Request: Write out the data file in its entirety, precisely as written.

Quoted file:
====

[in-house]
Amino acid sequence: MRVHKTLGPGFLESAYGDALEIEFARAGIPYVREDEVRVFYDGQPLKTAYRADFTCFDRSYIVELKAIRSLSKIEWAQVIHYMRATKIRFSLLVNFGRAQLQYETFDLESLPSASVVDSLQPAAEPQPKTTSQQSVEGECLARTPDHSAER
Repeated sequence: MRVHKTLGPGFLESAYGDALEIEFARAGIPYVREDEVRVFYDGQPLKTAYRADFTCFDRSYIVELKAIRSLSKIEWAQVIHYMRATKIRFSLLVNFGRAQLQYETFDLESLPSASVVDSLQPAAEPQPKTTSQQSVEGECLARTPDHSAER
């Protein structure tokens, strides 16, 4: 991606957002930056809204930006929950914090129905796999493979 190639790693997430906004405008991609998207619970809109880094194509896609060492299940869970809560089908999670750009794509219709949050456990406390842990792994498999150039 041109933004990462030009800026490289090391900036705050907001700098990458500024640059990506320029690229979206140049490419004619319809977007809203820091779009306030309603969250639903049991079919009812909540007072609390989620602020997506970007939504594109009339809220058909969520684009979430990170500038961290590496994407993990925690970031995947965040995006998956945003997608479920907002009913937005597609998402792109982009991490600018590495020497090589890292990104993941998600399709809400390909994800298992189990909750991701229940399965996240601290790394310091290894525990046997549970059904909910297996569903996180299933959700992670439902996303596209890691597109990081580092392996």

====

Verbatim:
[in-house]
Amino acid sequence: MRVHKTLGPGFLESAYGDALEIEFARAGIPYVREDEVRVFYDGQPLKTAYRADFTCFDRSYIVELKAIRSLSKIEWAQVIHYMRATKIRFSLLVNFGRAQLQYETFDLESLPSASVVDSLQPAAEPQPKTTSQQSVEGECLARTPDHSAER
Repeated sequence: MRVHKTLGPGFLESAYGDALEIEFARAGIPYVREDEVRVFYDGQPLKTAYRADFTCFDRSYIVELKAIRSLSKIEWAQVIHYMRATKIRFSLLVNFGRAQLQYETFDLESLPSASVVDSLQPAAEPQPKTTSQQSVEGECLARTPDHSAER
């Protein structure tokens, strides 16, 4: 991606957002930056809204930006929950914090129905796999493979 190639790693997430906004405008991609998207619970809109880094194509896609060492299940869970809560089908999670750009794509219709949050456990406390842990792994498999150039 041109933004990462030009800026490289090391900036705050907001700098990458500024640059990506320029690229979206140049490419004619319809977007809203820091779009306030309603969250639903049991079919009812909540007072609390989620602020997506970007939504594109009339809220058909969520684009979430990170500038961290590496994407993990925690970031995947965040995006998956945003997608479920907002009913937005597609998402792109982009991490600018590495020497090589890292990104993941998600399709809400390909994800298992189990909750991701229940399965996240601290790394310091290894525990046997549970059904909910297996569903996180299933959700992670439902996303596209890691597109990081580092392996």